• LinkedIn
  • YouTube
  • Twitter
  • Facebook
  • Google+

Employment Law

Need employment law advice? Your employee’s hungry attorney knows the latest on employment at will, reasonable accommodations, and more.

Minimize employer liability, optimize labor relations, bullet-proof your employee handbook and update your knowledge of ADA guidelines with our employment law advice.

Page 36 of 313« First...102030...3435363738...506070...Last »
The Obama administration is undertaking a long-shot effort to revive new overtime rules that appear to be on life-support.
Don’t bury an arbitration agreement in an employee handbook that includes a disclaimer stating that the handbook is not a contract.
Here are some of the most significant employment-related executive orders that could be on the chopping block.
A federal appeals court has refused to reinstate a lawsuit over whether it constitutes an illegal medical test under the ADA to force someone with a high body mass index to undergo a sleep apnea test.
A federal court has refused to entertain overturning a 5th Circuit Court of Appeals decision that says filing a counterclaim to a lawsuit or even a separate lawsuit against an employee isn’t the basis for a retaliation claim.
A list of the most significant laws affecting private sector employers in California.
Employers now have a uniform federal law to help them pursue trade secret misappropriation claims.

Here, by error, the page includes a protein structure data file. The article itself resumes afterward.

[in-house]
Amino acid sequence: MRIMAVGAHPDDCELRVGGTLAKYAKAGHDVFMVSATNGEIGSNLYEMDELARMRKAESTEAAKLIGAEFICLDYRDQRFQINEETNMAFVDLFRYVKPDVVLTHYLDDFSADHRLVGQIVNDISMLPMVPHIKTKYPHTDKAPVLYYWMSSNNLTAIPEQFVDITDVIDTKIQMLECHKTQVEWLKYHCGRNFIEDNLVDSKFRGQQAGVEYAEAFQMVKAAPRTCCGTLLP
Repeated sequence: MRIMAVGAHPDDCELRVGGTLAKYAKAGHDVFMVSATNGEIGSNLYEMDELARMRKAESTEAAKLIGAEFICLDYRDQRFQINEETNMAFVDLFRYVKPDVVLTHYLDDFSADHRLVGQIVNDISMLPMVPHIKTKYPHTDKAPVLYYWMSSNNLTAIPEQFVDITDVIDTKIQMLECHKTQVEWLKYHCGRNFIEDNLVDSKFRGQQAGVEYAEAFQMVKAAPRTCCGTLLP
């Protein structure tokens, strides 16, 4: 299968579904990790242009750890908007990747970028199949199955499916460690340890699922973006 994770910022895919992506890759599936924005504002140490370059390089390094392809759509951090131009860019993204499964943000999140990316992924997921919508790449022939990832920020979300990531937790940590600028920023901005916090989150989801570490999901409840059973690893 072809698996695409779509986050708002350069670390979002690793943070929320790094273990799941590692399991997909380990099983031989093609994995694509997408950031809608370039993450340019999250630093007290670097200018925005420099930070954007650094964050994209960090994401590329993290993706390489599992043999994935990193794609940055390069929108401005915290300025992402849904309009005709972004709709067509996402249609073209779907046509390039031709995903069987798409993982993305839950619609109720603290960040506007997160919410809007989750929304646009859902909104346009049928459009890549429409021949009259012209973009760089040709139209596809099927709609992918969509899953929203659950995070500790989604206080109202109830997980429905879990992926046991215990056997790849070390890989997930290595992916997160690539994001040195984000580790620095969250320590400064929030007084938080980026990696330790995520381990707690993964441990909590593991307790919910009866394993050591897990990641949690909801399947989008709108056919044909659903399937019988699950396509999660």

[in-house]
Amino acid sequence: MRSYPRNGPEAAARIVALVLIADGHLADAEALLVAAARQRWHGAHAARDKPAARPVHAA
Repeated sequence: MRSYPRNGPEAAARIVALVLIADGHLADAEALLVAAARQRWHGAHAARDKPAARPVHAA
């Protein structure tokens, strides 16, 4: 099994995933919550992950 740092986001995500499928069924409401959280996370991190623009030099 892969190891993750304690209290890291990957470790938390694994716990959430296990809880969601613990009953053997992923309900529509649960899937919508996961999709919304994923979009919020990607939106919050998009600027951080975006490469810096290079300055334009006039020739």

With the new overtime rules now blocked, what might happen next?
An employee who alleges he suffered retaliation for engaging in protected activity can still lose the case even if he proves the retaliation would have dissuaded a reasonable employee from complaining in the first place.
Sometimes, employees misunderstand what it means to be disabled under the ADA and state disability laws.
If the overtime rules aren’t upheld by January 20, they are likely dead in their current form.
The employment law cases the Supreme Court refuses to hear can be almost as important as those it decides.
In a complex case, don’t assume that because one part of the claim is clearly meritless, the whole case will go away.
The National Labor Relations Board’s controversial “persuader” rule died quietly Nov. 16.
The Congressional Budget Office is making the argument that employees who thought they were about to become eligible for overtime pay on Dec. 1 will ultimately be better off without it.
It’s not enough that an employee alleges he or she has been diagnosed with what may be a disabling condition.
Even if you believe no accommodation is possible for a disabled worker, the ADA requires you to at least consider the possibility.
Slights and on-the-job isolation are not enough for an employee to make out a case for retaliation for reporting discrimination or participating in litigation against one’s employer.
Q. We just hired a contractor for a special project. He has complained that he is sensitive to the smells in our office, which include personal fragrance, scent diffusers and “smelly” food. Since he isn’t our employee can we just tell him to put up with the odor?
With new rules set to take effect Dec. 1, some of your previously exempt employees will find themselves in unfamiliar territory: having to stop working when the clock strikes 5:00.
Page 36 of 313« First...102030...3435363738...506070...Last »